The Iran-backed militias were also dominant in business affairs, directly benefitting themselves, Iranian interests, and Lebanese Hezbollah. U.S.-designated terrorist Shibl al-Zaydi, founder of Kata'ib al-Imam Ali (Popular Mobilization Forces brigade 40), (9) has become one of the richest men in Iraq, with a sprawling business empire and a controlling interest over the Ministry of Communications. (10) Major militia leaders leveraged their muscle to build large real estate portfolios. (11) Lebanese Hezbollah piggybacked on this economic dominance to becoming involved in numerous Iraqi contract awards (12) through the partnership between Iran-allied Iraqi politicians and Specially Designated Global Terrorists Mohammed al-Kawtharani (13) and Adnan Hussein Kawtharani. (14) At least four private banks run by militia-controlled businessmen continue to use Central Bank of Iraq dollar auctions to secure hard currency for Iran. (15) The QiCard payment system used to pay government salaries (b) was penetrated by militias, who inserted fake employees into the electronic system and skimmed their allocated salaries in schemes worth tens of millions of dollars each month. (16) Militias control small oilfields such as Najma, Qayyarah, Pulkhana, and Alas. (17) Militia-controlled logistics and shipping companies in Basra provide cover for the smuggling of sanctioned Iranian crude (rebadged as Iraqi crude after being loaded in Iran). (18) At ports and free trade zones, the militias export Iraqi crude oil and oil products stolen from local industries, dominate customs evasion, and levy taxes for goods coming into the country. (19) Iran -backed Badr organization's (c) former head of intelligence Ali Taqqi took over as director of Baghdad International Airport, (20) and transferred the baggage handling contract to a front company controlled by U.S.-designated terrorist movement Kata'ib Hezbollah. (21)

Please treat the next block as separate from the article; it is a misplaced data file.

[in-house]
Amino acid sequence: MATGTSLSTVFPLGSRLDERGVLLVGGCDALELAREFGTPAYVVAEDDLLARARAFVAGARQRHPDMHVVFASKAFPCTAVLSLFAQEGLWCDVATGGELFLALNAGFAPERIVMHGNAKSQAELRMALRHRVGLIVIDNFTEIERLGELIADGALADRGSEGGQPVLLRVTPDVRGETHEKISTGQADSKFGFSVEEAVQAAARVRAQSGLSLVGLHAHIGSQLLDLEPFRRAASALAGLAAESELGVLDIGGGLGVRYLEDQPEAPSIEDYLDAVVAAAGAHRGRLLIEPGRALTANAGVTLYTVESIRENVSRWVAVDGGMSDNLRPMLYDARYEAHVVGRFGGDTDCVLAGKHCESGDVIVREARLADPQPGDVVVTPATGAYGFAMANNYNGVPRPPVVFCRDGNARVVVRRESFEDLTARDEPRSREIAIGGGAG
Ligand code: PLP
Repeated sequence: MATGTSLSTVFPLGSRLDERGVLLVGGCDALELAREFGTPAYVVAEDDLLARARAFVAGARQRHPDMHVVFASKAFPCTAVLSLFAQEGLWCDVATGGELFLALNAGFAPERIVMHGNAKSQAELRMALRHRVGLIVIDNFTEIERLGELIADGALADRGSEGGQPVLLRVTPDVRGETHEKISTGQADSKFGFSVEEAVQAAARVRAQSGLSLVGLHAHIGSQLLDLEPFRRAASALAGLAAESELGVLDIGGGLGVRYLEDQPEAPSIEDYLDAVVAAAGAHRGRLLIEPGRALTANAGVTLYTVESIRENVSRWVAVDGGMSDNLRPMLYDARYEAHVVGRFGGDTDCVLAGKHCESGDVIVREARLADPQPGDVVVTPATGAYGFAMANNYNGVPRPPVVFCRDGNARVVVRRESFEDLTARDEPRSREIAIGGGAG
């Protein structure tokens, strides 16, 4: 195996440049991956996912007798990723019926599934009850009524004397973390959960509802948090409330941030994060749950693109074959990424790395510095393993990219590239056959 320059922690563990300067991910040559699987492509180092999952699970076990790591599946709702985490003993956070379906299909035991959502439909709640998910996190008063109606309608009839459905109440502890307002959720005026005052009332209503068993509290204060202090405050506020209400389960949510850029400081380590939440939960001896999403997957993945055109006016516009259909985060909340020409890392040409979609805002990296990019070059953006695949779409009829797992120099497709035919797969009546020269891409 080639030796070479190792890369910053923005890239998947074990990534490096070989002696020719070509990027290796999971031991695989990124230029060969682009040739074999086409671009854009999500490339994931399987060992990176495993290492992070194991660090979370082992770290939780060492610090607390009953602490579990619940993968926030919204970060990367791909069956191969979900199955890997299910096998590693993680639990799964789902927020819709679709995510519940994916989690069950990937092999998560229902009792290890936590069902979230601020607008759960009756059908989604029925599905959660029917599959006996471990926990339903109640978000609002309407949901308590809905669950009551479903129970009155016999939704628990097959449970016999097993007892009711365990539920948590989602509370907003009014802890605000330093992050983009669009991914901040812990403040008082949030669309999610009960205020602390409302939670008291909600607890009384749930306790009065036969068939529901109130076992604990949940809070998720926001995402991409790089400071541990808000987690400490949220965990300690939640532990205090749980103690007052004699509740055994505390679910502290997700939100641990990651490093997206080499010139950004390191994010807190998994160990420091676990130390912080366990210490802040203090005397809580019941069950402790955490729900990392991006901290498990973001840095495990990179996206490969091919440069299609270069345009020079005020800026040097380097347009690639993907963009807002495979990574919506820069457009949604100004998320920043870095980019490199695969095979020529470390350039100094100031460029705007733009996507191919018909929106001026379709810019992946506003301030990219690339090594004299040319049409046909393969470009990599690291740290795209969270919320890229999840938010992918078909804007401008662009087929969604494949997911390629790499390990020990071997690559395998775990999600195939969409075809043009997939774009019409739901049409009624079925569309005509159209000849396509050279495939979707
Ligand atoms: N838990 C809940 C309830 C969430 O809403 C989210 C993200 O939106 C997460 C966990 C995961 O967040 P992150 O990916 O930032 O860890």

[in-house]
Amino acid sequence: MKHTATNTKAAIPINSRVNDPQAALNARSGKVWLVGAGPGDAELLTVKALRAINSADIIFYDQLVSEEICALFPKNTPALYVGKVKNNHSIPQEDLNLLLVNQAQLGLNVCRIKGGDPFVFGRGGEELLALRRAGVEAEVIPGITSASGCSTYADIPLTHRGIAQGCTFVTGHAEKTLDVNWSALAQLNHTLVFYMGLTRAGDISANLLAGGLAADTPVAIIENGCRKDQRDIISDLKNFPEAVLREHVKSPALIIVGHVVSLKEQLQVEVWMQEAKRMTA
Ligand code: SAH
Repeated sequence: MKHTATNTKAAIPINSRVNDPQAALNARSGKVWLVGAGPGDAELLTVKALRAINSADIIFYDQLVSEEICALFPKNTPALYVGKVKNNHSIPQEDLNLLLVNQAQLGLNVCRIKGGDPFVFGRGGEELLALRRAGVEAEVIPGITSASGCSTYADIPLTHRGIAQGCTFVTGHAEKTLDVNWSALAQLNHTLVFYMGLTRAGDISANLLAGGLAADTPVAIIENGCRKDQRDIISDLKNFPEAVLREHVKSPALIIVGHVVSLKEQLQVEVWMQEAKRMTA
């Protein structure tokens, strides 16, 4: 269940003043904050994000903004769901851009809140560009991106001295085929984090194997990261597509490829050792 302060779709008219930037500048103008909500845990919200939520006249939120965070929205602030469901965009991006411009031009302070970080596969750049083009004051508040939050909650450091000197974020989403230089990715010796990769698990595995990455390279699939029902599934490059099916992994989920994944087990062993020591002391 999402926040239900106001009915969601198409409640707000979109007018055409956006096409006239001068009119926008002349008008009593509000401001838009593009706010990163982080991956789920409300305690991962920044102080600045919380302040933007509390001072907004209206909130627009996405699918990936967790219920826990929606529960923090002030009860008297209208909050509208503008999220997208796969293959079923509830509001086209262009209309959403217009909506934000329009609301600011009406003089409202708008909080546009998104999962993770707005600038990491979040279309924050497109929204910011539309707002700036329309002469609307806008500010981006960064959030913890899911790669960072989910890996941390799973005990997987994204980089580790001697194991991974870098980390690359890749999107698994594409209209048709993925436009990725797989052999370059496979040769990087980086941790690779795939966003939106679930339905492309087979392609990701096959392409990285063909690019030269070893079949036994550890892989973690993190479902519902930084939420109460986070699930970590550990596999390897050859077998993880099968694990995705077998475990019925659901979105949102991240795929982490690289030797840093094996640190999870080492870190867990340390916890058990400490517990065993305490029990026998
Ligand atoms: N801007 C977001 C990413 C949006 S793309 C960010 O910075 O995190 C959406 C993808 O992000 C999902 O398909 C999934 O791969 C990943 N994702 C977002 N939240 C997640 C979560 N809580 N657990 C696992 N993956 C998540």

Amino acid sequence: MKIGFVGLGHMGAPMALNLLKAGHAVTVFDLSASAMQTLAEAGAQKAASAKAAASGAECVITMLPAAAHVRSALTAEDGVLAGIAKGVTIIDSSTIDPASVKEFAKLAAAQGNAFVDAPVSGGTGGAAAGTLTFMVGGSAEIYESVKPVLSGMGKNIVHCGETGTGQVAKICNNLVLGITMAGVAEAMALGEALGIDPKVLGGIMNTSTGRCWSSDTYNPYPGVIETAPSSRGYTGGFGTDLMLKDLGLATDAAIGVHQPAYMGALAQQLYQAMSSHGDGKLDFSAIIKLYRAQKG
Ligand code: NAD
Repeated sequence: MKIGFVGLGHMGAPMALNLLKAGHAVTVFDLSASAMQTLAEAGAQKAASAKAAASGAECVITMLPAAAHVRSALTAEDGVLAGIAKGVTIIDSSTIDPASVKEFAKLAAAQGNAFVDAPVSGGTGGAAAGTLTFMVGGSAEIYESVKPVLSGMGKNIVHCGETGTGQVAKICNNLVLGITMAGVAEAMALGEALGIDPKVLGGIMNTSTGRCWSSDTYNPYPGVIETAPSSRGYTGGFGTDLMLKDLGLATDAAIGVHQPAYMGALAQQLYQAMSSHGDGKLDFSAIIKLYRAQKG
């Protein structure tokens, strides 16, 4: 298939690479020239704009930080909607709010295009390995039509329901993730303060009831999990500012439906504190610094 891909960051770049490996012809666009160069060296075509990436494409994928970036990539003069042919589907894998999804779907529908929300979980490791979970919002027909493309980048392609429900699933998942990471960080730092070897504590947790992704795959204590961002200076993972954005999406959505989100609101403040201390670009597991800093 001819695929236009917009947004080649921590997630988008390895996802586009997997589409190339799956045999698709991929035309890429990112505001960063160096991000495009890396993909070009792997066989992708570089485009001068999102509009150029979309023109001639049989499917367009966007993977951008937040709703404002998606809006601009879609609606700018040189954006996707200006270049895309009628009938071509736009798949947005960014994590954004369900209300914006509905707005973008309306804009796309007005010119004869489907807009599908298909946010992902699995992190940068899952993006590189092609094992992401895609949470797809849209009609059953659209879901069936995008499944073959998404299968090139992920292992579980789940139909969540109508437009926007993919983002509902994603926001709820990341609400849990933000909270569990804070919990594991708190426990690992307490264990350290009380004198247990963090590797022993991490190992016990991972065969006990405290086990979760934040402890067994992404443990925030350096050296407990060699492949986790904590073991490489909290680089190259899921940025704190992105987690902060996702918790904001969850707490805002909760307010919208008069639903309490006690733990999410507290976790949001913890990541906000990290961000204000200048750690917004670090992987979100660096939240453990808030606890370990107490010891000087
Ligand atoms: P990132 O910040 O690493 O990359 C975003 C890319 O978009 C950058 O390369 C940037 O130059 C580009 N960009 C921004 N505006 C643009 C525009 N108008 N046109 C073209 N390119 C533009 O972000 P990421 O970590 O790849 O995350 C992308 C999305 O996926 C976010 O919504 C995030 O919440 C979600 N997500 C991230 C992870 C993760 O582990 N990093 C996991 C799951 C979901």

By September 2019, the Iran-backed militias also had curtailed the U.S.-led coalition's effectiveness in helping Iraq fight the Islamic State and professionalizing the Iraqi security forces. (22) From March 2019 onward, in response to al-Muhandis' instructions, the chairman of the Popular Mobilization Forces (PMF) Falah al-Fayyadh cut off the coalition's access to predominately Sunni tribal mobilization forces, who had previously been an important source of intelligence and operational partnership in Islamic State redoubts like Nineveh and Anbar. (23) From about the same time, Badr took over the Iraqi Civil Aviation Authority (24) and began closing airspace to coalition surveillance flights. (25) Iraqi army commanders reported growing pressure to exclude U.S. advisors from counterinsurgency operations. (d) A mounting series of non-lethal militia rocket strikes on coalition bases forced the coalition into a less active, more protective posture by September 2019. (26) Meanwhile, Iran-backed militias used their control of the PMO to remove some of Iraq's most seasoned soldiers, including Iraq's most admired combat commander, Counter Terrorism Command's Staff Lieutenant General Abd'al-Wahab al-Saadi. (27) Considering the balance of power in Iraq, this author assesses that the conventional military was likely to face a future of declining budget share and declining influence compared to al-Muhandis' politically dominant, Iran-backed PMF.
The October 2019 Crackdown by Militias
As the Iran-backed militias reached the zenith of their domestic power, they faced their first major tests as the new operators of the Iraqi state-a test that they disastrously flunked. In late September and early October 2019, the militias stepped forward to lead the security forces in handling protests by a wide cross-section of Iranian society...